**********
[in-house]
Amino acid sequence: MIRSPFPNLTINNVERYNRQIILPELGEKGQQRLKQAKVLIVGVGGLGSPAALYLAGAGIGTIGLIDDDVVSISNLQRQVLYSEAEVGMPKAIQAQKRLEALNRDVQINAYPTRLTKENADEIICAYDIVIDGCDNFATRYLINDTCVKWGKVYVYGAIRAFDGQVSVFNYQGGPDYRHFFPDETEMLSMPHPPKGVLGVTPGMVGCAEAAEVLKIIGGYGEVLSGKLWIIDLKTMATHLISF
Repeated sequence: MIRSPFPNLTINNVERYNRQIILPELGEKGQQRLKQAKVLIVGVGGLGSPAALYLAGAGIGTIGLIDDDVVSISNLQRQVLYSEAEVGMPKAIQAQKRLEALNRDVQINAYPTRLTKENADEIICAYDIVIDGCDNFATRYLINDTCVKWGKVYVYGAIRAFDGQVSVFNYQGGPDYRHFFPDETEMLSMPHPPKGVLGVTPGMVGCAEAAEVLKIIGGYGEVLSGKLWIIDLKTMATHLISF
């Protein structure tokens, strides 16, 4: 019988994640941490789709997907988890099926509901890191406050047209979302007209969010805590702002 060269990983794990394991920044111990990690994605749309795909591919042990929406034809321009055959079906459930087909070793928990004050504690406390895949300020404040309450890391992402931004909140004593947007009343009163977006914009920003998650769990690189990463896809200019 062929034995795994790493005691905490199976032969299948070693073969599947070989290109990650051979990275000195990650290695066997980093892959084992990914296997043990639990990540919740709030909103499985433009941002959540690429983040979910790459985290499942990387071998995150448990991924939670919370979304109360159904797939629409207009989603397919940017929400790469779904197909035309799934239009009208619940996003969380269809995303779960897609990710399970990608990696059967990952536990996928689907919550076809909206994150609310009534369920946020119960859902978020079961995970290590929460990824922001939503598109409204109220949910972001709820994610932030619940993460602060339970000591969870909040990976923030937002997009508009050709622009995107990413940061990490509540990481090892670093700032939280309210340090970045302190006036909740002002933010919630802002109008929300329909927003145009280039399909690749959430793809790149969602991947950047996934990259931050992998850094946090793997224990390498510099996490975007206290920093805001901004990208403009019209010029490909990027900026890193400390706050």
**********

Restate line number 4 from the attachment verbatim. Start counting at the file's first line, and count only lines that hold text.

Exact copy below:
């Protein structure tokens, strides 16, 4: 019988994640941490789709997907988890099926509901890191406050047209979302007209969010805590702002 060269990983794990394991920044111990990690994605749309795909591919042990929406034809321009055959079906459930087909070793928990004050504690406390895949300020404040309450890391992402931004909140004593947007009343009163977006914009920003998650769990690189990463896809200019 062929034995795994790493005691905490199976032969299948070693073969599947070989290109990650051979990275000195990650290695066997980093892959084992990914296997043990639990990540919740709030909103499985433009941002959540690429983040979910790459985290499942990387071998995150448990991924939670919370979304109360159904797939629409207009989603397919940017929400790469779904197909035309799934239009009208619940996003969380269809995303779960897609990710399970990608990696059967990952536990996928689907919550076809909206994150609310009534369920946020119960859902978020079961995970290590929460990824922001939503598109409204109220949910972001709820994610932030619940993460602060339970000591969870909040990976923030937002997009508009050709622009995107990413940061990490509540990481090892670093700032939280309210340090970045302190006036909740002002933010919630802002109008929300329909927003145009280039399909690749959430793809790149969602991947950047996934990259931050992998850094946090793997224990390498510099996490975007206290920093805001901004990208403009019209010029490909990027900026890193400390706050």